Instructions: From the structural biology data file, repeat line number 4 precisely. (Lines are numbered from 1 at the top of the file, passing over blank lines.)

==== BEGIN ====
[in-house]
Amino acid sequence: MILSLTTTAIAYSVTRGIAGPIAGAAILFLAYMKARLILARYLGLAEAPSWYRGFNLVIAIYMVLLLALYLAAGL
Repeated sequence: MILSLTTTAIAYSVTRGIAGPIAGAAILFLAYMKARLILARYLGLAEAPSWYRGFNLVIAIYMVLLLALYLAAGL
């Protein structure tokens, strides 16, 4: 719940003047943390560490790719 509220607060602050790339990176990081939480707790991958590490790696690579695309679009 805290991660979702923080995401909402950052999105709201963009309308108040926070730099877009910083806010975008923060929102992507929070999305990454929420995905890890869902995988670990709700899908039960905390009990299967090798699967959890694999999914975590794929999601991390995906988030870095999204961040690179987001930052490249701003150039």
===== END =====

């Protein structure tokens, strides 16, 4: 719940003047943390560490790719 509220607060602050790339990176990081939480707790991958590490790696690579695309679009 805290991660979702923080995401909402950052999105709201963009309308108040926070730099877009910083806010975008923060929102992507929070999305990454929420995905890890869902995988670990709700899908039960905390009990299967090798699967959890694999999914975590794929999601991390995906988030870095999204961040690179987001930052490249701003150039």